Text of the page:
Cookie Cutter Kids in a Colorless World

20150416_190352As I was perusing Facebook I came across a post that began “Back in the old days….” As I read this post I couldn’t help but feel uncomfortable.

“…We came home from school & did our homework, no game playing.” After being in school for six or seven hours, I think these kids need a break. They need to play. They need to exercise and move their bodies. In fact, I’d say, they shouldn’t even have homework. Many educators agree that homework does not improve learning, and in the case of my kids, it even worked towards developing a distinct hatred of school, where learning became a burden rather than a joy. Even since we began home schooling, it has been difficult for my son to get out of this negative mode of thinking.

“We took our school clothes off and did not go outside and play in them.” Purely on a laundry saving, water saving, ecological viewpoint, I’d rather my kids didn’t change two or three times a day. School clothes get dirty at school, so if my kids want to roll around in the grass in them when they come home, I would be fine with that. Since we home school, school clothes and play clothes are one and the same.

“We didn’t sit & listen to grown ups talk, we left the room until company left.” I really don’t get this one AT all. Are they saying that kids are incapable of carrying on intelligent conversation? Are they saying that it is rude for kids to be in the same room with adults? Are they saying that adult conversation is inappropriate for kids? Are they saying kids…I really don’t get it. In my reality, my kids would rather not hang out with boring adults anyway, but they DO have that option. I believe that kids can learn a lot about the world by being around adults, and some kids relate better to adults than to kids their own age.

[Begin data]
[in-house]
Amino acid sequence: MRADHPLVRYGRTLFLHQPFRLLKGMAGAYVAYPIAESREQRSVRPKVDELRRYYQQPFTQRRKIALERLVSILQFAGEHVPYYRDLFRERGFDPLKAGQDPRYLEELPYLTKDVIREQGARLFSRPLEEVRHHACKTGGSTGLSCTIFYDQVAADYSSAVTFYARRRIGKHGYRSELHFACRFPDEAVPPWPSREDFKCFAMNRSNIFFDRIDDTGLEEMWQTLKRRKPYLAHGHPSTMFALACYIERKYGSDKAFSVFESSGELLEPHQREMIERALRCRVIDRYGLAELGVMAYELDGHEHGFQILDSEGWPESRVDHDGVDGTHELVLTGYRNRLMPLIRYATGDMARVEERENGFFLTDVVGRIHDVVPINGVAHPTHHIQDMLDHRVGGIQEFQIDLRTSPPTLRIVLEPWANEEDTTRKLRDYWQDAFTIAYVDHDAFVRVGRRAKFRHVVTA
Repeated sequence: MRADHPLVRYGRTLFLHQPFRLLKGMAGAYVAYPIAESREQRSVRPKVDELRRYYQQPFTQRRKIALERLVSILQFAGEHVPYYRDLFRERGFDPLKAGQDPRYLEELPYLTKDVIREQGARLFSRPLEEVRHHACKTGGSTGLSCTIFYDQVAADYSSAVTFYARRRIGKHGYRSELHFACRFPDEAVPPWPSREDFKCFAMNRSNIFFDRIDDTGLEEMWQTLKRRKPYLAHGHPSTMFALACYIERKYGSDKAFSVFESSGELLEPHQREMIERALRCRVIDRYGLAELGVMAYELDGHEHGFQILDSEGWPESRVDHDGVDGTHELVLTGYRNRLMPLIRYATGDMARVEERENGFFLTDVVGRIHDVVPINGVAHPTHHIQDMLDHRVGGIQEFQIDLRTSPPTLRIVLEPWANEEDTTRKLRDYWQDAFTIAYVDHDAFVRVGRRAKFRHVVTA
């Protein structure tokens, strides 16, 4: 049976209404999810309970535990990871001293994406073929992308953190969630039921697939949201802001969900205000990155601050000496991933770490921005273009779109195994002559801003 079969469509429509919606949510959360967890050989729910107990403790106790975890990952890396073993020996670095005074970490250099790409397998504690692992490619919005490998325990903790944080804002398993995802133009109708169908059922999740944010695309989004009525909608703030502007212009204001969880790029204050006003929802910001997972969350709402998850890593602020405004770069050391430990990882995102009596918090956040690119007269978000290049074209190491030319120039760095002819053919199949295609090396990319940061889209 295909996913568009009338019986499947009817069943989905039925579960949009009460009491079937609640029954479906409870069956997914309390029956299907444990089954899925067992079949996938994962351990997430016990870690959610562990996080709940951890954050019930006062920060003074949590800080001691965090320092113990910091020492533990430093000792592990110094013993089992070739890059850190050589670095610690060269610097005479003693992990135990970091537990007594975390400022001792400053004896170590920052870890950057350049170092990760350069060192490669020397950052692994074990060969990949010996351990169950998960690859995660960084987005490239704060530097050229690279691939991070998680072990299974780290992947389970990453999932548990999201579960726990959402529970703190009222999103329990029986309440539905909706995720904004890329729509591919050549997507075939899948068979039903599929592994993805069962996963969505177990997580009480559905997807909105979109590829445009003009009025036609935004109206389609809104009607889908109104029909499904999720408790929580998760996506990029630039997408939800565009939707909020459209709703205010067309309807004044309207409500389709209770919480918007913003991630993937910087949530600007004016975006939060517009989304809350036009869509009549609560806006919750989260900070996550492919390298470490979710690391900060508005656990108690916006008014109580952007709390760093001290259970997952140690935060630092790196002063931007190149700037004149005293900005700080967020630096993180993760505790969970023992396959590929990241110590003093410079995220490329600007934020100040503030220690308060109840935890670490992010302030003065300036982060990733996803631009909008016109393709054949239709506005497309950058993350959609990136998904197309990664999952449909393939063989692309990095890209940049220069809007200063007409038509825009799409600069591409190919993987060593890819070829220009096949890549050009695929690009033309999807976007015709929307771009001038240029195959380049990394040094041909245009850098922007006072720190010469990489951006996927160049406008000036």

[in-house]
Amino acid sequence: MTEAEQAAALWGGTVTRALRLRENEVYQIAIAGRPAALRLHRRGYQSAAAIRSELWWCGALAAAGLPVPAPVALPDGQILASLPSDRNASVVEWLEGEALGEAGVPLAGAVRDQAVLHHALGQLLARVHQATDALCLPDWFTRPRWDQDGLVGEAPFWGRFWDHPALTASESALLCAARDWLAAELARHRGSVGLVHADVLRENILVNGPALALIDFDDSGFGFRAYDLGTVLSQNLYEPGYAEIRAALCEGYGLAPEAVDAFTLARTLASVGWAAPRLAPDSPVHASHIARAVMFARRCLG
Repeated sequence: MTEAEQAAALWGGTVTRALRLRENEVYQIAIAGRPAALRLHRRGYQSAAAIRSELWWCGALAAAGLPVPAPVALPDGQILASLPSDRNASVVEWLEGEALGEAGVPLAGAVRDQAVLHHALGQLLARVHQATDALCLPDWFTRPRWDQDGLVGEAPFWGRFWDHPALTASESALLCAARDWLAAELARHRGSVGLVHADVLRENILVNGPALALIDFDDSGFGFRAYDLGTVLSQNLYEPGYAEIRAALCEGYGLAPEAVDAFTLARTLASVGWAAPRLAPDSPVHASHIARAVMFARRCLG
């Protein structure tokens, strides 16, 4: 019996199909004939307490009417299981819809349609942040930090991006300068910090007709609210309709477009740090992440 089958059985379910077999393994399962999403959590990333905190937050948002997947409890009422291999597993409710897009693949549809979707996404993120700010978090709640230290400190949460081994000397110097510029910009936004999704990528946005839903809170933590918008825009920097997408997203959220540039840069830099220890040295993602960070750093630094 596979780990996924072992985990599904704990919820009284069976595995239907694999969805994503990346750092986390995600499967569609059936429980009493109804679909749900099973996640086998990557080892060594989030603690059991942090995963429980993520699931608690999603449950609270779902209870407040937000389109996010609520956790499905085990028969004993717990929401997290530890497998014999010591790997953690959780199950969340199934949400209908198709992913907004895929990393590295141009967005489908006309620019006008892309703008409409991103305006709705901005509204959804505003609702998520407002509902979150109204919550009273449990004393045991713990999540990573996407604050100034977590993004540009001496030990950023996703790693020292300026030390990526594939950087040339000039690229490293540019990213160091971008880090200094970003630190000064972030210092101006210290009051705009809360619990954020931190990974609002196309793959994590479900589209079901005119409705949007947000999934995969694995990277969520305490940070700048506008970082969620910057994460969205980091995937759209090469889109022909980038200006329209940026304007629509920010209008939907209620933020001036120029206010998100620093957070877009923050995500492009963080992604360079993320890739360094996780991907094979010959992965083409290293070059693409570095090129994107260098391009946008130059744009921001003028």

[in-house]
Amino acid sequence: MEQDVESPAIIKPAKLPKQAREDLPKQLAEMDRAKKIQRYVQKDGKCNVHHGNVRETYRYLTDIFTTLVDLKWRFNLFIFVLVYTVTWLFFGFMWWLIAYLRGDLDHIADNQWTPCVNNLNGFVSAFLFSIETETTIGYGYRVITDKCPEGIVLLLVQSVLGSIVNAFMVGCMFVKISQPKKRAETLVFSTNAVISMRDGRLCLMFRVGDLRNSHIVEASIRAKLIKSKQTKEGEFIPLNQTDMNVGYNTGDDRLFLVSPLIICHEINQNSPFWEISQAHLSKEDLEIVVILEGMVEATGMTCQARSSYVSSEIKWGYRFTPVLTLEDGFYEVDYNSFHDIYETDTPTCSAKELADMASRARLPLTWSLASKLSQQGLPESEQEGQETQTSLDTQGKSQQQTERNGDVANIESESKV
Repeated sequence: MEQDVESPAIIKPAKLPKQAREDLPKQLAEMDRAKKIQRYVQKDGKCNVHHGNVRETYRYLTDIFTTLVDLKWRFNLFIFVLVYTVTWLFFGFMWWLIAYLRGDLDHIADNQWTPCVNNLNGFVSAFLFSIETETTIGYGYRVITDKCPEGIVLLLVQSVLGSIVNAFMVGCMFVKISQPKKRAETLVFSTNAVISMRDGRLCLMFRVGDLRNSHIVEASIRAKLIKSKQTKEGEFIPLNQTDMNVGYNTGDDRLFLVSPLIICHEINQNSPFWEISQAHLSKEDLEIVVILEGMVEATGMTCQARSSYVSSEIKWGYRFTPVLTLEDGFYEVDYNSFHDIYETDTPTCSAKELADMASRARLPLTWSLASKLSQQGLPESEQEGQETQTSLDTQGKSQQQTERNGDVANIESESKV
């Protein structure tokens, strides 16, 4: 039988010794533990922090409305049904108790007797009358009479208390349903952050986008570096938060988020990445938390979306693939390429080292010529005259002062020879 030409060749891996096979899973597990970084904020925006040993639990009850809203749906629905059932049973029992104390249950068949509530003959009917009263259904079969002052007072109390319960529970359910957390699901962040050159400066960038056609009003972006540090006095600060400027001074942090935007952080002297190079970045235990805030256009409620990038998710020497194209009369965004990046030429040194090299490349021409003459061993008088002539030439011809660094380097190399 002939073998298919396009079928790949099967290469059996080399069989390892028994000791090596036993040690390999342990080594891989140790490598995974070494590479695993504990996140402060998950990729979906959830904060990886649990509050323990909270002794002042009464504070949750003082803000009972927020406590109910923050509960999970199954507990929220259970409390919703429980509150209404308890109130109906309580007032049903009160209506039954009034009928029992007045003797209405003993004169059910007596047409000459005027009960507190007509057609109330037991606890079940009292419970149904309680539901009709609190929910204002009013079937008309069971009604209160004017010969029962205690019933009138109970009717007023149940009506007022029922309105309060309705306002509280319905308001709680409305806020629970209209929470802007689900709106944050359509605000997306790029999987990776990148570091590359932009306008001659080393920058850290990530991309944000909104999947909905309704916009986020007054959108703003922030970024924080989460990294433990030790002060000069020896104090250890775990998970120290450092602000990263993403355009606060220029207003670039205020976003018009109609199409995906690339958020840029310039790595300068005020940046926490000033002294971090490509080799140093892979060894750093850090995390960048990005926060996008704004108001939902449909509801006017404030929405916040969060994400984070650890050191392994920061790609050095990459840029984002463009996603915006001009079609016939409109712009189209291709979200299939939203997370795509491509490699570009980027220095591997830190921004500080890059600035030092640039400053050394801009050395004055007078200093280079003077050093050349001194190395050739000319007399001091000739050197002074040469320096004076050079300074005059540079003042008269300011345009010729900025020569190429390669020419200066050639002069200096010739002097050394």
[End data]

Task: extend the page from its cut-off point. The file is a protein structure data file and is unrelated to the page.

“We ate what was cooked, or nothing.” In addition, many households during this time required the children to eat everything on their plates before being allowed to have dessert. There are a lot of families who still have these sorts of rules; however, when you have one or two children with sensory differences you tend see the world a little bit less rigidly. It’s hard to force a child to eat chili if he hates spicy food, or to eat black beans if he will only eat refried. So I make adjustments to the menu. I make my son a quesadilla instead of making him eat chili. Of course, in an ideal world, I’d love to give up my job as short order cook, but with hungry skinny kids, I will stick with it a while longer. And hey, let’s all eat dessert first!

“When told to do something, we did it. We didn’t say I will do it later”. I will give them a concession on this one. It IS nice to have my kids do what I ask. However, what makes me feel uncomfortable is the implication that if they don’t do it there will be severe punishment. I want my kids to learn to do things because they are part of the family and have responsibilities, not because if they don’t, they won’t be able to sit down for a week.

All too often adults look back on their childhoods and seem to say, “I survived and I turned out okay” then they raise their children the same. Nothing changes. No one changes. No one grows. No one steps outside the box. They are raising a bunch of cookie cutters in a colorless world.

I believe that children are creative, colorful and intelligent human beings. They are entitled to have opinions, to have likes and dislikes, to do things in creative ways. When we hold our kids too tightly to rigid rules and see our way as the only way, we stifle their individuality and creativity. I don’t want my kids to grow up JUST like my generation. It is a different world now. Cookie cutter kids will not flourish in a world that changes so rapidly.

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